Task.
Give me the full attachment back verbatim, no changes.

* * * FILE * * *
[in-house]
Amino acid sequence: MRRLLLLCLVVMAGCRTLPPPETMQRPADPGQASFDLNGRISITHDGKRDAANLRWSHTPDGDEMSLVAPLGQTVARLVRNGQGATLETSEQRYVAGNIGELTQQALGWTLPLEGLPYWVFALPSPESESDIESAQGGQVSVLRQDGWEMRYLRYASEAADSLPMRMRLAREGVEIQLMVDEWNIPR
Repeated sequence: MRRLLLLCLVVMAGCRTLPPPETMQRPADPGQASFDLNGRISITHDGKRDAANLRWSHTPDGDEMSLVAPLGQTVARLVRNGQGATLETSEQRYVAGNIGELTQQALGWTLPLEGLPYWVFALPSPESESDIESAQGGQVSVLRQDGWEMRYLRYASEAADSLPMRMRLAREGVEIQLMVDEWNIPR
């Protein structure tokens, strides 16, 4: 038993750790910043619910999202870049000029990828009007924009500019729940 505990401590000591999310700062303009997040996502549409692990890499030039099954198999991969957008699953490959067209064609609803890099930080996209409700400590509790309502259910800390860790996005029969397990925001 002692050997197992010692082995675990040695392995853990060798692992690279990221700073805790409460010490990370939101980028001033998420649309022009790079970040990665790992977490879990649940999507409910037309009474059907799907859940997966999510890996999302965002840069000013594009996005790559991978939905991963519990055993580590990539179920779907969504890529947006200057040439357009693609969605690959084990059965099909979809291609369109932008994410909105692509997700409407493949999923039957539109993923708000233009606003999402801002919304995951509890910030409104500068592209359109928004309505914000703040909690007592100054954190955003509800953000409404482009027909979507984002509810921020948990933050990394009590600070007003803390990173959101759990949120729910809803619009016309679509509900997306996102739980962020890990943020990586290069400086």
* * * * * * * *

[in-house]
Amino acid sequence: MRRLLLLCLVVMAGCRTLPPPETMQRPADPGQASFDLNGRISITHDGKRDAANLRWSHTPDGDEMSLVAPLGQTVARLVRNGQGATLETSEQRYVAGNIGELTQQALGWTLPLEGLPYWVFALPSPESESDIESAQGGQVSVLRQDGWEMRYLRYASEAADSLPMRMRLAREGVEIQLMVDEWNIPR
Repeated sequence: MRRLLLLCLVVMAGCRTLPPPETMQRPADPGQASFDLNGRISITHDGKRDAANLRWSHTPDGDEMSLVAPLGQTVARLVRNGQGATLETSEQRYVAGNIGELTQQALGWTLPLEGLPYWVFALPSPESESDIESAQGGQVSVLRQDGWEMRYLRYASEAADSLPMRMRLAREGVEIQLMVDEWNIPR
């Protein structure tokens, strides 16, 4: 038993750790910043619910999202870049000029990828009007924009500019729940 505990401590000591999310700062303009997040996502549409692990890499030039099954198999991969957008699953490959067209064609609803890099930080996209409700400590509790309502259910800390860790996005029969397990925001 002692050997197992010692082995675990040695392995853990060798692992690279990221700073805790409460010490990370939101980028001033998420649309022009790079970040990665790992977490879990649940999507409910037309009474059907799907859940997966999510890996999302965002840069000013594009996005790559991978939905991963519990055993580590990539179920779907969504890529947006200057040439357009693609969605690959084990059965099909979809291609369109932008994410909105692509997700409407493949999923039957539109993923708000233009606003999402801002919304995951509890910030409104500068592209359109928004309505914000703040909690007592100054954190955003509800953000409404482009027909979507984002509810921020948990933050990394009590600070007003803390990173959101759990949120729910809803619009016309679509509900997306996102739980962020890990943020990586290069400086």